Thursday, June 28, 2007, 6/28/2007 04:44:00 PM

Lexis/Nexis Noncompete Battle Involves Allegations of Theft of Trade Secrets

By Todd is reporting that the LexisNexis Risk and Information Analytics Group claims in a federal lawsuit that a former senior sales and marketing executive breached his noncompete agreement by taking a job as president and chief executive for a competitor.

The Boca Raton, Fla.-based data company is seeking permanent injunctive relief and punitive damages in U.S. District Court for the Southern District of Florida in West Palm Beach against former vice president of sales Paul Colangelo. The suit claims the violation of Colangelo's confidentiality and noncompete agreement is causing harm to LexisNexis, including loss of profits and client relationships and diminution of its competitive position.

LexisNexis Risk and Information Analytics Group provides intelligence information about individuals and businesses as part of Miamisburg, Ohio-based LexisNexis division, a research arm of Reed Elsevier.

Colangelo worked for LexisNexis for more than six years where he had access to business strategies, customer contacts, confidential information and trade secrets, according to the suit filed June 6.

LexisNexis said it conducted a forensics examination of Colangelo's work computer and found he had burned hundreds of files containing confidential information to a CD before he announced his resignation and attached an external hard drive to his work computer before he left his job.

Last month, Colangelo left LexisNexis to work at LocatePLUS Holdings Corp., a competing Beverly, Mass.-based provider of online investigative products to law enforcement and businesses. LocatePLUS is not a defendant.

The suit claims LexisNexis only heard about Colangelo's new job when it read Securities and Exchange Commission filings by LocatePLUS touting his knowledge about the industry through his prior employment with LexisNexis.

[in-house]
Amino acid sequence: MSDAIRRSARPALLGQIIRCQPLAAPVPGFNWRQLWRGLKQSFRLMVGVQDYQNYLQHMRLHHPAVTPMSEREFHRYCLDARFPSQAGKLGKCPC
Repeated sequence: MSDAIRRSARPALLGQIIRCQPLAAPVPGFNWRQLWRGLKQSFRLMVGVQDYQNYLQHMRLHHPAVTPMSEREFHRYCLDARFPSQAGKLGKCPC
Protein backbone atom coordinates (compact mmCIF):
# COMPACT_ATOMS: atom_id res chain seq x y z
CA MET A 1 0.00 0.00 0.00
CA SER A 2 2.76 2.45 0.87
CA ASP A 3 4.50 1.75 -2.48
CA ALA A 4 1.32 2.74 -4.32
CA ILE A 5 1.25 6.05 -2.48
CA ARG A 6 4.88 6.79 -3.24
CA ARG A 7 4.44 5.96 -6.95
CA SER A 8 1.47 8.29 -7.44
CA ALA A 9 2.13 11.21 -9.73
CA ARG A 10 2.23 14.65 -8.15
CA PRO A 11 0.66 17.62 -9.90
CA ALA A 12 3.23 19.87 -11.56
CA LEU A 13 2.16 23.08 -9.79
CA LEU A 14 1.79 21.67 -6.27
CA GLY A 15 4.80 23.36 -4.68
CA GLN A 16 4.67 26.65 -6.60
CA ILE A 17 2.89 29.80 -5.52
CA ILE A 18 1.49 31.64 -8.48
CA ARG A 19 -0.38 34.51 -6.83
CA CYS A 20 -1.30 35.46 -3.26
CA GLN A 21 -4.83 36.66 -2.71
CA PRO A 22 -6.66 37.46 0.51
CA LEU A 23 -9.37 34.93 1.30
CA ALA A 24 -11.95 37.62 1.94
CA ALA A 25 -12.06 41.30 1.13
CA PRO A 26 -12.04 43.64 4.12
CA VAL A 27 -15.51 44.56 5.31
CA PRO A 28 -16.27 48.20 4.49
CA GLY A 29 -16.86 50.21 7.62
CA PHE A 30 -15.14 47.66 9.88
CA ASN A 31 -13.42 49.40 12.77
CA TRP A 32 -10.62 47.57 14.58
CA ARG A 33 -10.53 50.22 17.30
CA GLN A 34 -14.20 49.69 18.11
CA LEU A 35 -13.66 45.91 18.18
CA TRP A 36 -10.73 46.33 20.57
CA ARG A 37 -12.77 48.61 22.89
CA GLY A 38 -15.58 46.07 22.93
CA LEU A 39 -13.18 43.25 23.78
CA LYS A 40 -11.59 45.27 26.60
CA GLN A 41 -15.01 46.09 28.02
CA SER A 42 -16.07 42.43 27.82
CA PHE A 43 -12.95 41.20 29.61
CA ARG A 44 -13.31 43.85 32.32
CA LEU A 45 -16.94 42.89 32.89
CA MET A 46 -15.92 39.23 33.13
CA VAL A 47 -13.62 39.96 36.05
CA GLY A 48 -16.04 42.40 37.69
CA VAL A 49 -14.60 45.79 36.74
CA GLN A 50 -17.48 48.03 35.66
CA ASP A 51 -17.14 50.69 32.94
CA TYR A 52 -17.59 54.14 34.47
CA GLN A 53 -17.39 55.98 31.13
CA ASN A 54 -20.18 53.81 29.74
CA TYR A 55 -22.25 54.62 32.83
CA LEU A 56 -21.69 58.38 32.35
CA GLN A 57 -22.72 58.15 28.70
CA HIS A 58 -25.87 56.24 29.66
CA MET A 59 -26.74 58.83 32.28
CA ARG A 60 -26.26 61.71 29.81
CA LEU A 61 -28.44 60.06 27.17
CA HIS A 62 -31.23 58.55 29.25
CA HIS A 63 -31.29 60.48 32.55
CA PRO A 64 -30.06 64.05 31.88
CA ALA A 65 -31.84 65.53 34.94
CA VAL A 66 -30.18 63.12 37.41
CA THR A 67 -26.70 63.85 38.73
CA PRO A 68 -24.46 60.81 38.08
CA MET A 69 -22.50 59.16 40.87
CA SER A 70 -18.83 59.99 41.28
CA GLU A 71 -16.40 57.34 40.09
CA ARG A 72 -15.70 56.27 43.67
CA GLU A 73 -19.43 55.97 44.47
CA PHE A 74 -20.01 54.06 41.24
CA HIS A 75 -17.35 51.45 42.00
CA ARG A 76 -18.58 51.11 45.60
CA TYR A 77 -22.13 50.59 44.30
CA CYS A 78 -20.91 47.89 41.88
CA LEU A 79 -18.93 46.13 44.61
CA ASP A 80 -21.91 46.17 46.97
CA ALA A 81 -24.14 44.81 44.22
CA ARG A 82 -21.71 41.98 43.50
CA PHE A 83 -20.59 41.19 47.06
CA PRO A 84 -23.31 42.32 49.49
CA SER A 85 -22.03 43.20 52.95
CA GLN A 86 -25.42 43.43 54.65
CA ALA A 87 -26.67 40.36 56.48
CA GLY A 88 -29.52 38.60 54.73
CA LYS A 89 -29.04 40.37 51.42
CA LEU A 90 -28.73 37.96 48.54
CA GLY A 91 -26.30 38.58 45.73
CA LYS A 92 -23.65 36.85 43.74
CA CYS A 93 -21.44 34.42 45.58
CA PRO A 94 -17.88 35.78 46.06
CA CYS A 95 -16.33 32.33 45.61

Litigation based on noncompete cases has grown, as companies move to take aggressive steps to protect trade secrets and other confidential information. Employers have grown bolder about requiring high-level employees to sign such agreements as more courts uphold them, said labor and employment attorney Suzanne Bogdan of Fisher & Phillips in Fort Lauderdale, Fla., who is not involved in the LexisNexis case.

A growing number of employers are turning to computer data mining technology to determine if confidential information has been taken by former employees, said labor and employment attorney Robert Turk, a shareholder at Stearns Weaver Miller Weissler Alhadeff & Sitterson in Miami. He is not involved in the case.

"It used to be that someone would walk out the door with a briefcase of papers," Turk said. "Now, with computer disks and sticks and iPods that you can download things to, if an employer has a question [about their confidential documents] it is appropriate to look at the electronic activities going on."

Other plaintiffs in the case include LexisNexis parent company Reed Elsevier, a publicly traded company that reported more than $10.5 billion in revenue in 2006, and Boca Raton, Fla.-based affiliate Seisint.

Scott S. Cairns, a partner at McGuireWoods in Jacksonville, Fla., who is representing LexisNexis, declined to comment. Colangelo did not return a call for comment by deadline.

Representatives of LexisNexis Risk, including president and chief executive James Peck, could not be reached for comment.

LexisNexis Risk and Information Analytics Group Inc. serves the risk information industry, comprised of government agencies, law enforcement, financial service firms, and human resources. The company, according to the suit, uncovers fraudulent transactions, prevents identity theft, tracks down terrorists and helps find missing children. It also offers screening services,such as criminal background checks, to governmental organizations.

Colangelo began working for LexisNexis in 2000. During his tenure, Colangelo served as federal marketing manager, director of business development and senior director of market planning. His most recent position was vice president of sales for the group, where he was in charge of product development and led the sales effort focusing on federal, state and local government agencies.